Most people are not aware of the requirements for a building permit, as it applies to repairs, replacement or upgrades to existing systems, or structures. So, do I need a permit? The short answer is; “any owner or owners authorized agent who intends to construct, enlarge, alter, repair, move, demolish or the change of the occupancy of a building or structure, or to erect install, enlarge, alter, repair, remove, convert or replace any parts of a structure, or system is required to pull an applicable building permit prior to commencement of work. This requirement is outlined in section 105.1 of the Florida Building Code; which in turn has been locally adopted by the City of Longwood.
Now when it comes to most project, people understand that if they construct a new building, enlarge a building, demolish a building or move a building, they need a permit to do so, but the terms alter, and repair are usually misconstrued. The second misconception is the need for a permit for buildings/ structures other than a dwelling unit or commercial building. In the state of Florida, and adopted and recognized by the City of Longwood, any structure placed, erected, repaired, constructed, altered, repaired, moved or demolished must have a building permit applied for and approved prior to commencing any associated work. This includes, but is not limited to decks, porches, pools, pergolas, sheds, fences, and any electrical, mechanical, gas or plumbing work.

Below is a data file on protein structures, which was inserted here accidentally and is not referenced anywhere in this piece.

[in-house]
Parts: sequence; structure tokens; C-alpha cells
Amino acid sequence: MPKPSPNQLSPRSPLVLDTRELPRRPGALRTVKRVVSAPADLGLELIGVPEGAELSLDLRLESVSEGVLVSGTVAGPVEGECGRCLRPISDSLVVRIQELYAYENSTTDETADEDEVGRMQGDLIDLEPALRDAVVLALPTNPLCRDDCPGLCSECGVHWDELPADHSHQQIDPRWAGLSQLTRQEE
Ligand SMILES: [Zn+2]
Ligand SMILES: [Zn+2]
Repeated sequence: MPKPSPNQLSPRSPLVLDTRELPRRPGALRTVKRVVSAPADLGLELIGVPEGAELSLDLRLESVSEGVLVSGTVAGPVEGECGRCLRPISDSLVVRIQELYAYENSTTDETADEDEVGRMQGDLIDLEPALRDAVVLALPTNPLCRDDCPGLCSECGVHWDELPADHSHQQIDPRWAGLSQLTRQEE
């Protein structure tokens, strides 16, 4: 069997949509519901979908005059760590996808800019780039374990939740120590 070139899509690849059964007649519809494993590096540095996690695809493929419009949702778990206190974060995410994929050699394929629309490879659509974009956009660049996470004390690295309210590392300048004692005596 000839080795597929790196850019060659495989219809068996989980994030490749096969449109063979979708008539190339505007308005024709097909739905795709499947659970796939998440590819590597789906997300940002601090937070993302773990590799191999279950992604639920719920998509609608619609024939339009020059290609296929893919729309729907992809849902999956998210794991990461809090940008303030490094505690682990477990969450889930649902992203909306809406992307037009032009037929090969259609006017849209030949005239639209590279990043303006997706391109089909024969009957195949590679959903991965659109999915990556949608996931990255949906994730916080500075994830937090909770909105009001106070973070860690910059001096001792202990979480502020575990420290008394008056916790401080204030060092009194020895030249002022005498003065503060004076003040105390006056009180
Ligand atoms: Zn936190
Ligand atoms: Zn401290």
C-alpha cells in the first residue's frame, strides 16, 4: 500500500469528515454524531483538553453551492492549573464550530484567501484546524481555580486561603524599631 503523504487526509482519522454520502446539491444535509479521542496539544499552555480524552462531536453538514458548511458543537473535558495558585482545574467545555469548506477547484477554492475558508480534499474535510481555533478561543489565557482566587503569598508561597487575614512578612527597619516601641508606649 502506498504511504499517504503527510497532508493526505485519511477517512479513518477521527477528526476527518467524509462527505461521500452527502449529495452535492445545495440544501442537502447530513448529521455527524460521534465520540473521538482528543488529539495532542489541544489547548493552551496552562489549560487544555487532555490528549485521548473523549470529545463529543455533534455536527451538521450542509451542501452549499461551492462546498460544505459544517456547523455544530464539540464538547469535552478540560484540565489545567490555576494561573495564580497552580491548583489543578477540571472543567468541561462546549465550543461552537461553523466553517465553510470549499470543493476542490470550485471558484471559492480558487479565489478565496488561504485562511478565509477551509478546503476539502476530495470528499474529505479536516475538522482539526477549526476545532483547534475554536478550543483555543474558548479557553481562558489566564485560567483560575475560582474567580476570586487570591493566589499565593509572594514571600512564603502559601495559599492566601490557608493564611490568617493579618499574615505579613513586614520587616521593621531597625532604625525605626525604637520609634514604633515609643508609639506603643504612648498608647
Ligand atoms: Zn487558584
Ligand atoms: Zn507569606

Let’s focus on the two terms alter or repair. To alter a building or structure is to change the existing floor plan, layout or use of a building/ structure. A repair is defined, “to reconstruct or renew of any part of an existing building/ structure for the purpose of its maintenance or to correct damage.” This can be misleading, but in general if you are only replacing a small area, let’s say of your house siding, you would not need a permit to do so. If you need to repair more, than yes a building permit is required. It can be difficult to understand the break between small area and more, but it is always recommended to contact the building division for clarification.
What happens if I do not pull a permit? If a permit is required, then you as the property/ building owner will be held in violation of the Florida Building Code, and the City of Longwood Municipal code, and at minimum a double permit fee will apply. This may only be the start. Depending on what the work was, how much has been done, and where it is located can add further complications to the violation. For instance, if you build a building/ structure in a flood zone, it is possible that you will have to remove it, at your own cost. Secondly, if your work has gone beyond a required inspection, the work will need to be removed in order for the required inspection to be completed, once the permit is issued.
Again, it is recommended to follow these three steps:
- Always hire state licensed contractors, and make sure you understand what work they are charging you for. Always ask to see their state license.
- Always check to make sure if a building permit is required, if you are not sure, prior to commencing.
- As the legal property owner, you are the ultimate responsible party for any action or work being done on your property. Make sure that the contractor you hire has applied, received and posts all required permits on the property prior to commencing the work.